To me, the most extraordinary (and provocative) sentence in James Phelan's essay, “Authors, Resources, Audiences: Toward a Rhetorical Poetics of Narrative,” is the statement that “the audience does not just react to the teller's communication; instead, the audience and its unfolding responses significantly influence how the teller constructs the tale” (2). Since this idea contradicts normal temporal sequence—the writing of a text must precede a reader's reading of that text—I wondered if I misread or missed something. But no: Phelan reiterates continually the concept that “tellers frequently rely on the unfolding of readerly dynamics in their construction of textual dynamics” (14).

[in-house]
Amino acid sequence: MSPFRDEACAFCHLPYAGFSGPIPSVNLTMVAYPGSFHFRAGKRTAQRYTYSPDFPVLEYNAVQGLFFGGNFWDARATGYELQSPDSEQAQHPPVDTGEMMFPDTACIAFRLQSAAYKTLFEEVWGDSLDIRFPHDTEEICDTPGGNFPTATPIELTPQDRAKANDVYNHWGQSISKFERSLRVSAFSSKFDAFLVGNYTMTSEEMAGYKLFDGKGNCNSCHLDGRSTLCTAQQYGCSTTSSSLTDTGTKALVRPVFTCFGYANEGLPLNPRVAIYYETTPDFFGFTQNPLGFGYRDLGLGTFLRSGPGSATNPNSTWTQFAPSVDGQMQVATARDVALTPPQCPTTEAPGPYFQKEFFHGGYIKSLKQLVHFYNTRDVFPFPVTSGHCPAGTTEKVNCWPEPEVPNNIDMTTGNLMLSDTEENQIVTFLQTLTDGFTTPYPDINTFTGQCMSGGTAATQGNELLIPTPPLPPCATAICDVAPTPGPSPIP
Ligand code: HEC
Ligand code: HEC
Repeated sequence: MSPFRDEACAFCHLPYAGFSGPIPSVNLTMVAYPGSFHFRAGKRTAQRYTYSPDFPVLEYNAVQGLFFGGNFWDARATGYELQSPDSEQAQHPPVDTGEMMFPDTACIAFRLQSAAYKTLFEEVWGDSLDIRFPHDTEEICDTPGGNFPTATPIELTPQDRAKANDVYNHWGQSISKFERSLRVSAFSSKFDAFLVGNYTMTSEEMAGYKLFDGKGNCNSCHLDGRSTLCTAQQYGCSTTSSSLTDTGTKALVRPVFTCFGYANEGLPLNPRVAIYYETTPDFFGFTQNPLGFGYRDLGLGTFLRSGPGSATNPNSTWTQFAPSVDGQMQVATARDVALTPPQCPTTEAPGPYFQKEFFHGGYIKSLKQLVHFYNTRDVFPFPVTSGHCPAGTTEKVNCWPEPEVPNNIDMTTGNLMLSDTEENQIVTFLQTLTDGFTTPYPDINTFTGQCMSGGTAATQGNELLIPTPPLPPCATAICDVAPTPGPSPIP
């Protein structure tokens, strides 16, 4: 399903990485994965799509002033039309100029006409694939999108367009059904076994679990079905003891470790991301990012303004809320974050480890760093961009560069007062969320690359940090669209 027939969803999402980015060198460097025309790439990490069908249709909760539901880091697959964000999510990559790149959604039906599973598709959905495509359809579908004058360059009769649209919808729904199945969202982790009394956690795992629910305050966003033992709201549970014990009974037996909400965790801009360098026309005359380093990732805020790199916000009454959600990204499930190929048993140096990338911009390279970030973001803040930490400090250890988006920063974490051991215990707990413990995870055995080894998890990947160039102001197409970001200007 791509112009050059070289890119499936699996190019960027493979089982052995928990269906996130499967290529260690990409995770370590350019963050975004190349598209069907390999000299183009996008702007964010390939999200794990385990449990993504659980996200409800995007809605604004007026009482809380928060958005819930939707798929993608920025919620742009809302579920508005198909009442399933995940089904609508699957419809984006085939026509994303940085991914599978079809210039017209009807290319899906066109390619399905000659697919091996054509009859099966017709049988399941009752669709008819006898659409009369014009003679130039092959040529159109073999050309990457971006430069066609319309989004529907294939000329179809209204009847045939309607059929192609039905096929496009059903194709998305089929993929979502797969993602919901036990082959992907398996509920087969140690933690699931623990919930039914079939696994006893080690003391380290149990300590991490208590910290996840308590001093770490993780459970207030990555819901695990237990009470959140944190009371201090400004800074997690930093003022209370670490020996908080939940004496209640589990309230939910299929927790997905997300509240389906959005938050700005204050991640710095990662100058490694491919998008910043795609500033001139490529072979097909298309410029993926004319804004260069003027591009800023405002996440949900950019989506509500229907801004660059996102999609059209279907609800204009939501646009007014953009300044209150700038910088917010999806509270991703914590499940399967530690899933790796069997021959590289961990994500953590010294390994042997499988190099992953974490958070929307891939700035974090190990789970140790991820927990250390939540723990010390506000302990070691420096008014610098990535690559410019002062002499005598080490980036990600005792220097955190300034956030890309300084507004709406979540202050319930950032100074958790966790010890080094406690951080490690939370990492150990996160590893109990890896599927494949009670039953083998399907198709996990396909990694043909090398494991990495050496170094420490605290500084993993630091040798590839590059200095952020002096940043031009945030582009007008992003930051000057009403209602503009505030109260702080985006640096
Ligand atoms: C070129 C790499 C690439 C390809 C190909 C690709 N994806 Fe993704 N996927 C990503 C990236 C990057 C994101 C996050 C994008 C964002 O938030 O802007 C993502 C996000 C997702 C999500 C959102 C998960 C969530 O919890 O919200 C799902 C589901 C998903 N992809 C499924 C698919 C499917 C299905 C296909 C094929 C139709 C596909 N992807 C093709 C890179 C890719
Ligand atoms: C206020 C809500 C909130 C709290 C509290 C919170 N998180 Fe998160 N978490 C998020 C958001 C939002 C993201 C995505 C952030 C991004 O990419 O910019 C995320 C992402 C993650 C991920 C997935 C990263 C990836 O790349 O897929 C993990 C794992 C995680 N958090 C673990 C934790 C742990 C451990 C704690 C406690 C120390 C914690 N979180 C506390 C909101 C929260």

To make sense of Phelan's repeated emphasis on the presence of a reader's responses at the writing of a text, we have to assume that Phelan is talking about an author's imagining of how a reader would respond to the sequence of events he is constructing. Phelan's focus on...

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